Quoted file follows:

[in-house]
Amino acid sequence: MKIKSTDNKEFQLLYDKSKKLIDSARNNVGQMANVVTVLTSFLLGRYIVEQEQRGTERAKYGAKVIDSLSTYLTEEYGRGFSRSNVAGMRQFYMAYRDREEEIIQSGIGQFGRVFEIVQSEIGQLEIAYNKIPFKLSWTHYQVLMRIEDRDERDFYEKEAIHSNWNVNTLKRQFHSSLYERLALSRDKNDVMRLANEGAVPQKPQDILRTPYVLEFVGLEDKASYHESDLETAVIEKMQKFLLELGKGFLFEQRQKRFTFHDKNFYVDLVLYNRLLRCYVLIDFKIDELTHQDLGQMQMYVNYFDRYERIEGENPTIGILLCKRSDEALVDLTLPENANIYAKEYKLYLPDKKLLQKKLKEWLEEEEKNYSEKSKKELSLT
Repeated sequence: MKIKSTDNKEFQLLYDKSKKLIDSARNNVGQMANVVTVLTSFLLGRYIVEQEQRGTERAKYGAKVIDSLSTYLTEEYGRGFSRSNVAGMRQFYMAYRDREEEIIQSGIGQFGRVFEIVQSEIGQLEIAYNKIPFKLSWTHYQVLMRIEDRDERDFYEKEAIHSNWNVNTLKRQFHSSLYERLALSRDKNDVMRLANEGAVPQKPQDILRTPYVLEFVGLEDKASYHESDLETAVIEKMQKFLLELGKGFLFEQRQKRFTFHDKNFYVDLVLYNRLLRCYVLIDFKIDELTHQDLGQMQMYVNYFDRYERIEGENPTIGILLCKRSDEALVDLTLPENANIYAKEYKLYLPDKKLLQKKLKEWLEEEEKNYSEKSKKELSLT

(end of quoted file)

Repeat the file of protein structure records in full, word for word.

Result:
[in-house]
Amino acid sequence: MKIKSTDNKEFQLLYDKSKKLIDSARNNVGQMANVVTVLTSFLLGRYIVEQEQRGTERAKYGAKVIDSLSTYLTEEYGRGFSRSNVAGMRQFYMAYRDREEEIIQSGIGQFGRVFEIVQSEIGQLEIAYNKIPFKLSWTHYQVLMRIEDRDERDFYEKEAIHSNWNVNTLKRQFHSSLYERLALSRDKNDVMRLANEGAVPQKPQDILRTPYVLEFVGLEDKASYHESDLETAVIEKMQKFLLELGKGFLFEQRQKRFTFHDKNFYVDLVLYNRLLRCYVLIDFKIDELTHQDLGQMQMYVNYFDRYERIEGENPTIGILLCKRSDEALVDLTLPENANIYAKEYKLYLPDKKLLQKKLKEWLEEEEKNYSEKSKKELSLT
Repeated sequence: MKIKSTDNKEFQLLYDKSKKLIDSARNNVGQMANVVTVLTSFLLGRYIVEQEQRGTERAKYGAKVIDSLSTYLTEEYGRGFSRSNVAGMRQFYMAYRDREEEIIQSGIGQFGRVFEIVQSEIGQLEIAYNKIPFKLSWTHYQVLMRIEDRDERDFYEKEAIHSNWNVNTLKRQFHSSLYERLALSRDKNDVMRLANEGAVPQKPQDILRTPYVLEFVGLEDKASYHESDLETAVIEKMQKFLLELGKGFLFEQRQKRFTFHDKNFYVDLVLYNRLLRCYVLIDFKIDELTHQDLGQMQMYVNYFDRYERIEGENPTIGILLCKRSDEALVDLTLPENANIYAKEYKLYLPDKKLLQKKLKEWLEEEEKNYSEKSKKELSLT